The Strange Case of the National Council on Higher Education

The Strange Case of the National Council on Higher Education

Posted on : June 29 2020

The National Council on Higher Education (NCHE) was established as the body responsible for policies, development, and direction of higher education. The council is no longer in operation and must be restored to its functions as established by the National Council on Higher Education Act 1996.

The National Council on Higher Education (NCHE) was established by an Act of Parliament in 1996 as part of a general reform of higher education carried out in that year. Other legislation passed in that reform were the Private Higher Educational Institutions Act 1996 and the National Accreditation Board Act 1996. Substantial amendments were also made to the governance provisions of the Universities and University Colleges Act 1971 to make public universities more autonomous within a corporatized governance structure. In 2007, the Malaysian Qualifications Agency replaced the National Accreditation Board as the entity responsible for quality and standards and the accreditation of higher education programmes.

The regulatory system that emerged from the reform had three distinct components – the NCHE as the policy formulating body, the National Accreditation Board as the body to accredit institutions and higher education programmes and the Ministry of Higher Education (with new roles added to it by the aforementioned legislation) as the implementing and monitoring body. If they function in line with the legislative intent, the three components will add checks and balances to the regulatory system, ensuring its legitimacy, fairness in its operations, and predictability of its processes. The NCHE will decide on policies on all matters concerning higher education as stipulated in the founding legislation; the Ministry will be the gatekeeper, approving and monitoring the establishment of higher education institutions and MQA, the accreditation body, will decide on quality and standards and the accreditation of educational programmes.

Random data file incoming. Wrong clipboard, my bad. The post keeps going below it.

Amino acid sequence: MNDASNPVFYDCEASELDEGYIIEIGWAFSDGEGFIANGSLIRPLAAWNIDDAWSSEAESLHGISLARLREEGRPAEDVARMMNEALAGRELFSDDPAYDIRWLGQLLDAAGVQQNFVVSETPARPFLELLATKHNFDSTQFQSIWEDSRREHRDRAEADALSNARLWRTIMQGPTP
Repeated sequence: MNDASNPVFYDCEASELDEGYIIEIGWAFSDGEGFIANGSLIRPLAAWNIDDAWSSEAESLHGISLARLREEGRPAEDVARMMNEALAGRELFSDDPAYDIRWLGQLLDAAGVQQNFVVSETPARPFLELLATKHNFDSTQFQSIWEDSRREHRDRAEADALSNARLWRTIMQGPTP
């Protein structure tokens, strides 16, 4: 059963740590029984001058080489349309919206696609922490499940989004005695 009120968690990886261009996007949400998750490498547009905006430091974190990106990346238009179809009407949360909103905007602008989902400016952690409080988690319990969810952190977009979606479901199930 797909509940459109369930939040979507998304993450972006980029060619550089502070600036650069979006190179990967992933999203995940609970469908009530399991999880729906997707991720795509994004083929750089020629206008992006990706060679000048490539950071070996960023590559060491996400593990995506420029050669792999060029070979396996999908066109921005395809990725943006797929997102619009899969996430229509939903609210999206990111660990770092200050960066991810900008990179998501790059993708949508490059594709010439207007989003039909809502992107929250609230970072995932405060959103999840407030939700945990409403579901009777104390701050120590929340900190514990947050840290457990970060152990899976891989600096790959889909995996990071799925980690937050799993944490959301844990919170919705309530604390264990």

The system, however, did not function to expectations. Despite the demarcation of roles, the Ministry encroached into the policy-making preserve of the NCHE, issuing new policies, and changing existing ones through circulars and subsidiary legislation. In 2006, parliament, through the Akademi Seni Budaya dan Warisan Kebangsaan Act established a higher education institution with powers equivalent to that of a university but operating outside the jurisdiction of the National Council on Higher Education Act 1996. This institution in effect operates outside the national regulatory system of higher education. The MQA Act 2007 replaced the National Accreditation Board with the Malaysian Qualifications Agency as the accrediting body. Unlike its predecessor, the MQA does not fall within the jurisdiction of the NCHE. Finally, sometime in 2011 or 2012, the NCHE itself was made dormant.

That a body established by law, determining higher education policies can be so bypassed without any published reasons or discussion with stakeholders, raises concerns about the government’s observance of laws made by the parliament. Even Parliament, it appears, had forgotten the laws it established to regulate the burgeoning higher education sector.

Policies on higher education must be consistent across the higher education sector, especially in the establishment and governance of institutions, on student access, and in quality processes. Disparate policies and multiple policy forums will have far-reaching and adverse effects on the system as a whole. Inconsistent policies will affect the credibility of institutions and the confidence of graduates. A single policy-formulating body such as the NCHE ensures the congruence of policies in a highly divided education system. Divisions now exist between the public and private sectors, between institutions under the Ministry of Education and those under the Ministry of Higher Education (whenever the education portfolio is divided) as well as those under other ministries and agencies whose brief is not education, between foreign and local players and between degree-awarding institutions and those without that power. Beneath these main divisions, there are variations in the ownership of higher education institutions, in funding arrangements, and the purposes for which they are established. It is a rich diversity that must be carefully managed if it is to be preserved.

The National Council on Higher Education must be restored to support the orderly development of higher education.